Noah Baumbach has found a muse in Greta Gerwig. A kooky blonde with the spirit of Goldie Hawn and the mannerisms of Diane Keaton, she is the Keaton to his Allen, the Cruz to his Almodóvar. She fits his casually observational style so well that it’s a wonder she’s only taken part in three of his films: they’re dexterously able to finish each other’s cinematic sentences like an old married couple. So I suppose it’s no surprise that Gerwig co-wrote their most recent two collaborations (Frances Ha, Mistress America), and it’s no surprise that the duo has been in a personal relationship ever since they completed their initial partnership. They’re made for each other, professionally, and, as it seems, personally.
In a role that could have perhaps made her a bona fide star had Mistress America been a wide release instead of an indie gem, Gerwig ebulliently portrays Brooke Cardinas, a free spirit in her late twenties with a personality that could kill. Aimless but somehow infectiously confident in an unforgiving New York City, she is called upon by Tracy Fishko (Lola Kirke), an eighteen-year-old struggling to adjust to college life in the city. As Tracy’s mom and Brooke’s dad are getting married in a few months, Tracy figures it wouldn’t hurt to get to know her soon-to-be stepsister.
Being previously lonely and plagued with immense boredom, the decision proves to be life-changing. Basically taking her under her wing, Brooke becomes Tracy’s guiding light and stand-in best friend, the cool gal pal you always wanted to have but never really got to experience for yourself. Misadventures around the city ensue, and Tracy has the time of her life. But, being an aspiring writer, she makes the not-so-wise decision to write about and potentially publish a story revolving around her exploits with Brooke, which paints the young woman in a less-than-ideal light.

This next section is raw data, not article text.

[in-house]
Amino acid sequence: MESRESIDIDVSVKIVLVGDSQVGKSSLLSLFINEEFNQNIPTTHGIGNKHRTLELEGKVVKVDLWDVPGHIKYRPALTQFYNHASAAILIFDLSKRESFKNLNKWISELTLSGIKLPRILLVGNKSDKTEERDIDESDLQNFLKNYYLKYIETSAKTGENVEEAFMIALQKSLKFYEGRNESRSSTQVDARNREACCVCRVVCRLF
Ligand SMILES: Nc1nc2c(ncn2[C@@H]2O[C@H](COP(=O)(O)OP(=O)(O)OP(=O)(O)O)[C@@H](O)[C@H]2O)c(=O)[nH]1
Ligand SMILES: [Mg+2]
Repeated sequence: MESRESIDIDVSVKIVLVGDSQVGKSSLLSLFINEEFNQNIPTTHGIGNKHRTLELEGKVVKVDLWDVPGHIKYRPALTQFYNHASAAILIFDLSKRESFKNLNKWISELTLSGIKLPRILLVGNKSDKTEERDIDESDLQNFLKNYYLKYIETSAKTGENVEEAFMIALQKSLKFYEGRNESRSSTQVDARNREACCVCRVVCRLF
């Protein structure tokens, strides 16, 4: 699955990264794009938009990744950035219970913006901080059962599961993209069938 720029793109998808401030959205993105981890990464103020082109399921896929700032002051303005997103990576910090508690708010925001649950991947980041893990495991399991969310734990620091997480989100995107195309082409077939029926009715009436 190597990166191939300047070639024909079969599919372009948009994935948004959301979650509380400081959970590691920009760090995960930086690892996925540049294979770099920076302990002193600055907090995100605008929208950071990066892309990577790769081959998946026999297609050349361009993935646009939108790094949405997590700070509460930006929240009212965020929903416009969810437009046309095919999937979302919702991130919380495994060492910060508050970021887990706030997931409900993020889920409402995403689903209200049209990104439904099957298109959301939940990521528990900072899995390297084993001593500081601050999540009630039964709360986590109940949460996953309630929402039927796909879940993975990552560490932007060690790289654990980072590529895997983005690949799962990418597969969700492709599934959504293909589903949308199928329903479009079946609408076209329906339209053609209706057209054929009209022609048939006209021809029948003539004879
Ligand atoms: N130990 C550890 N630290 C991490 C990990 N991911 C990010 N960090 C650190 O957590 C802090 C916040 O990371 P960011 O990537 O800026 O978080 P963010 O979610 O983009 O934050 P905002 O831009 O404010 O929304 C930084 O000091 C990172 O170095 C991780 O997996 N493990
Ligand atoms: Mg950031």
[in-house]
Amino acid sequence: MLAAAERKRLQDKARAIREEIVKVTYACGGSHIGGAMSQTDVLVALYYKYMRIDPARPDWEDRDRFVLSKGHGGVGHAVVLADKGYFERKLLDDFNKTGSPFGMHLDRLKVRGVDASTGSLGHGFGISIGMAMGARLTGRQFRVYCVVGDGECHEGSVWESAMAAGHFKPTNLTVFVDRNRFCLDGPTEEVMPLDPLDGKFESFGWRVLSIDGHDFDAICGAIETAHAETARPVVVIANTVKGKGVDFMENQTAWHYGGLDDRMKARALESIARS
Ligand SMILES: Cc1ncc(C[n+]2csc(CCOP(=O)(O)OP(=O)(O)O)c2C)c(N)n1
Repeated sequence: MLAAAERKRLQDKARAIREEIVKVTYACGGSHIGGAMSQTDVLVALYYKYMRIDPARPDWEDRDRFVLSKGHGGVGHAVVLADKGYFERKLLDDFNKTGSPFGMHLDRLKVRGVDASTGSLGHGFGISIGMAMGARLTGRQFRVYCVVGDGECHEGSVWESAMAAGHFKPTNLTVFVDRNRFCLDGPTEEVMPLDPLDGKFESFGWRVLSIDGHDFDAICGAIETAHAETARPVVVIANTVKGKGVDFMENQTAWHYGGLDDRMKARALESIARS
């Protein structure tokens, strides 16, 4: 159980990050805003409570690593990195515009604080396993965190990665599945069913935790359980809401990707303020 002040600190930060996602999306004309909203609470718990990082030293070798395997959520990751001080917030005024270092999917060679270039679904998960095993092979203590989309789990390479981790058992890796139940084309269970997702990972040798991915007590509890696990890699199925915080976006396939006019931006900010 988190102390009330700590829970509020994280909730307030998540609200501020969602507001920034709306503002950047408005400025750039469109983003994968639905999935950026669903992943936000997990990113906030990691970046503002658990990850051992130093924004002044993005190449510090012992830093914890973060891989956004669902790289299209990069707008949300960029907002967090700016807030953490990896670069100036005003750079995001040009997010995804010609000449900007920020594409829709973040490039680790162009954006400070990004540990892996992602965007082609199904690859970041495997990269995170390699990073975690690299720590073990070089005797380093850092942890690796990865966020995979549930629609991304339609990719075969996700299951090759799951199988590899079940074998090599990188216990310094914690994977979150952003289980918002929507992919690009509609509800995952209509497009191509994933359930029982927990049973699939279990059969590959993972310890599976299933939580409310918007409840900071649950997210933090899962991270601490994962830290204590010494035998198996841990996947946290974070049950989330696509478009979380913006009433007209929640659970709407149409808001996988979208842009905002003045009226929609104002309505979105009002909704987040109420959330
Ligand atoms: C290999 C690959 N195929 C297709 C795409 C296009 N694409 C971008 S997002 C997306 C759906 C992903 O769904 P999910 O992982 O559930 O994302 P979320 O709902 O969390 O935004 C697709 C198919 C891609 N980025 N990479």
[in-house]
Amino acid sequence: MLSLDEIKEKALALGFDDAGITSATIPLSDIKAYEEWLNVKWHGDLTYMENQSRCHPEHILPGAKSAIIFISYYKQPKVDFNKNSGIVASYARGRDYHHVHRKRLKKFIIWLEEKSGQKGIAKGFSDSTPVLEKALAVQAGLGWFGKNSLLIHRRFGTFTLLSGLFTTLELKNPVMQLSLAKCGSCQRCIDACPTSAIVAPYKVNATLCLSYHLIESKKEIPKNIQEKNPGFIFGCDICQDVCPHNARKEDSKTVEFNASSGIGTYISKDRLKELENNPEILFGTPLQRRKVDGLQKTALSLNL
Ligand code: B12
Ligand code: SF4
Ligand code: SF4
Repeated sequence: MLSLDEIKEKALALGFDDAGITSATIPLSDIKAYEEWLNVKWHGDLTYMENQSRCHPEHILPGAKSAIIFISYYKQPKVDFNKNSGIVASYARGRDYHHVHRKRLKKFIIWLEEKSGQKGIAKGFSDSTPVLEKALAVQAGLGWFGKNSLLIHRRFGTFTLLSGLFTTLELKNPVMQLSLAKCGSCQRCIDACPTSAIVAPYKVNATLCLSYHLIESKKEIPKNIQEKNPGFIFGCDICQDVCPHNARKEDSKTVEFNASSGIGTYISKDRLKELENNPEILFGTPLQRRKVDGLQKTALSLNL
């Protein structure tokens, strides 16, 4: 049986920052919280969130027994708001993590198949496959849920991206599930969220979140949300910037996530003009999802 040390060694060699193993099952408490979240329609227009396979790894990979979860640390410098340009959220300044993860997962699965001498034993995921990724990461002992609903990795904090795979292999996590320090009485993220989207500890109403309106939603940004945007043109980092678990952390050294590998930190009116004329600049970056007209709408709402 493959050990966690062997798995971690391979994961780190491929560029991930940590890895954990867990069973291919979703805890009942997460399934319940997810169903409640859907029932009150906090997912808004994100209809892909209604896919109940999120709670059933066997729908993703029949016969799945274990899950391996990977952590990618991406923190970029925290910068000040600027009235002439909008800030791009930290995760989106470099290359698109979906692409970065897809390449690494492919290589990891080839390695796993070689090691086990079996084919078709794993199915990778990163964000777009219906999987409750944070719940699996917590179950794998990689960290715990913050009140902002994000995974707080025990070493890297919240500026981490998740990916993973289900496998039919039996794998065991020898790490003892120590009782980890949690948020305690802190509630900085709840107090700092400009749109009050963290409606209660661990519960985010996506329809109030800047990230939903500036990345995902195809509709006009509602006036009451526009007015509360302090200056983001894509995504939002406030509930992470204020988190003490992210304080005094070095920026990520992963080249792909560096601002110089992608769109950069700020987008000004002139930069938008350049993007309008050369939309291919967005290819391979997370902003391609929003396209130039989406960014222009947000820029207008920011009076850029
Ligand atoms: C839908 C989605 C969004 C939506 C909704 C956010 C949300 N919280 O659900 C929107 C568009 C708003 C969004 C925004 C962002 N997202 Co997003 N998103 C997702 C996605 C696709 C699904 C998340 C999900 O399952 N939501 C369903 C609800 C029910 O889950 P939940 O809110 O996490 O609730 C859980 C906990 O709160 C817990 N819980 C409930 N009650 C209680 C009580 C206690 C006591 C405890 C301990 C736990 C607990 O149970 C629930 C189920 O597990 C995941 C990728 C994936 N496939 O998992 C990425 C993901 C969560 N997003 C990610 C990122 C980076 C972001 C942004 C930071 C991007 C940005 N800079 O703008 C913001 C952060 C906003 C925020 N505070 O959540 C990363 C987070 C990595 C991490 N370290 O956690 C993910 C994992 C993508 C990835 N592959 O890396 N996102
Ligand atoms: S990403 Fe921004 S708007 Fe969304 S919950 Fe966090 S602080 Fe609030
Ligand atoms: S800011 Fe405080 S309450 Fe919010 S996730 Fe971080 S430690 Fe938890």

Throughout Mistress America, we find ourselves having such a great time that it comes as something of a shock that it isn’t shy when it comes to jumping into the heavy too. When it does, we grow to appreciate just how accomplished Baumbach and Gerwig’s writing is, and how appealing, and how authentically drawn, the performers are. I like how none of the characters are conventionally likable — Tracy takes herself too seriously and is maybe even a little sociopathic; Brooke a person that, as one person in the film describes, is the type who is able to see everyone else through clear eyes but not herself — and I like that the screenplay is aware of its characters’ intellectuality but sees through them almost immediately. Mistress America is not the atypical screwball comedy — it’s too human for that — but it glows with wit, speed, and soft pragmatism. B+